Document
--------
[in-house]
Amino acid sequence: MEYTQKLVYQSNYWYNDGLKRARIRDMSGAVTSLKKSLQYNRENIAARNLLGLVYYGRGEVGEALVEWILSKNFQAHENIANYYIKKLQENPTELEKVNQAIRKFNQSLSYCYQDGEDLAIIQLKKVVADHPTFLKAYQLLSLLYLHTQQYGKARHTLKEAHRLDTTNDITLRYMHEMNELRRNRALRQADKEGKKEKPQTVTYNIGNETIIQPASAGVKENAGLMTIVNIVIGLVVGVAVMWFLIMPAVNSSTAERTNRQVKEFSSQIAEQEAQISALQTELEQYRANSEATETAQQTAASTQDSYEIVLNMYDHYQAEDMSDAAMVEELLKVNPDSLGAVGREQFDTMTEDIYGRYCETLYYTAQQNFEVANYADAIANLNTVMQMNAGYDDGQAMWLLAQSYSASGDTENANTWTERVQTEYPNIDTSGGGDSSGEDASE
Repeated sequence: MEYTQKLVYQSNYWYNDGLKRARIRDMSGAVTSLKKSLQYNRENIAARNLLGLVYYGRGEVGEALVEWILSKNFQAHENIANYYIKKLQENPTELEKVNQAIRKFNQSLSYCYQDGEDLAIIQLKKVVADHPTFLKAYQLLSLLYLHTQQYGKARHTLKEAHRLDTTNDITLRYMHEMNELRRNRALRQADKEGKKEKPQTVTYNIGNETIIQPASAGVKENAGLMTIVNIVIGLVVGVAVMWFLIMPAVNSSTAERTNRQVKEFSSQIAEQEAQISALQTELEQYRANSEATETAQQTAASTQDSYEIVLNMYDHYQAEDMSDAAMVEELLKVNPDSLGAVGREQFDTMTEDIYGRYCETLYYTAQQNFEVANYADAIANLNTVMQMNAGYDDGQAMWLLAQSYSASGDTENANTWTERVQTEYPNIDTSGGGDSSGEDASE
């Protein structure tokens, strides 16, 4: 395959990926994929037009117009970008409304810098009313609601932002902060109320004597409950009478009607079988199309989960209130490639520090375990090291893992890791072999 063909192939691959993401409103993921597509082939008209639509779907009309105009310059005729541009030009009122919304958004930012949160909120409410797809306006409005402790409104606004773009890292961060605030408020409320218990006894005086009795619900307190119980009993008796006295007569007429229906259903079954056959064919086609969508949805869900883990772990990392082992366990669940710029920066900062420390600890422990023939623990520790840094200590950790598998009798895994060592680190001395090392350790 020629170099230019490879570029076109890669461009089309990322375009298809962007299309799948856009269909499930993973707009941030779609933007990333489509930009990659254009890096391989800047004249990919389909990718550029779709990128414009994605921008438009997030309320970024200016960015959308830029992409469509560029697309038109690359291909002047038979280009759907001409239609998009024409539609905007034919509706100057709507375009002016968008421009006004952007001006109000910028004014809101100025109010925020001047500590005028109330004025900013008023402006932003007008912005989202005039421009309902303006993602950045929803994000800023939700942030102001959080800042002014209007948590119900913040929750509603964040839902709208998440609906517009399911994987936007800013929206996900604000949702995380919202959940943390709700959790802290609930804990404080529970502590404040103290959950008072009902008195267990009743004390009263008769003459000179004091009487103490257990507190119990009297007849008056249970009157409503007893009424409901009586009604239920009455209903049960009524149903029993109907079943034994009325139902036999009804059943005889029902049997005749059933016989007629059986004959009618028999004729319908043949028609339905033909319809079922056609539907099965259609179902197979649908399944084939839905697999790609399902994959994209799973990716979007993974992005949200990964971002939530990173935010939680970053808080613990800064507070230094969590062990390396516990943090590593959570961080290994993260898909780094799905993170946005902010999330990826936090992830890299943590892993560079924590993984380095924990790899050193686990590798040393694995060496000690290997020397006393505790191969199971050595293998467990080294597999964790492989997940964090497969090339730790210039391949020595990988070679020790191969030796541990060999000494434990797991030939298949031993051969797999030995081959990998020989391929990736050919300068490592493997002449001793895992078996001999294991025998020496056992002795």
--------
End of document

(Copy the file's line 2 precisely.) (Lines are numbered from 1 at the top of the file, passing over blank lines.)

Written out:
Amino acid sequence: MEYTQKLVYQSNYWYNDGLKRARIRDMSGAVTSLKKSLQYNRENIAARNLLGLVYYGRGEVGEALVEWILSKNFQAHENIANYYIKKLQENPTELEKVNQAIRKFNQSLSYCYQDGEDLAIIQLKKVVADHPTFLKAYQLLSLLYLHTQQYGKARHTLKEAHRLDTTNDITLRYMHEMNELRRNRALRQADKEGKKEKPQTVTYNIGNETIIQPASAGVKENAGLMTIVNIVIGLVVGVAVMWFLIMPAVNSSTAERTNRQVKEFSSQIAEQEAQISALQTELEQYRANSEATETAQQTAASTQDSYEIVLNMYDHYQAEDMSDAAMVEELLKVNPDSLGAVGREQFDTMTEDIYGRYCETLYYTAQQNFEVANYADAIANLNTVMQMNAGYDDGQAMWLLAQSYSASGDTENANTWTERVQTEYPNIDTSGGGDSSGEDASE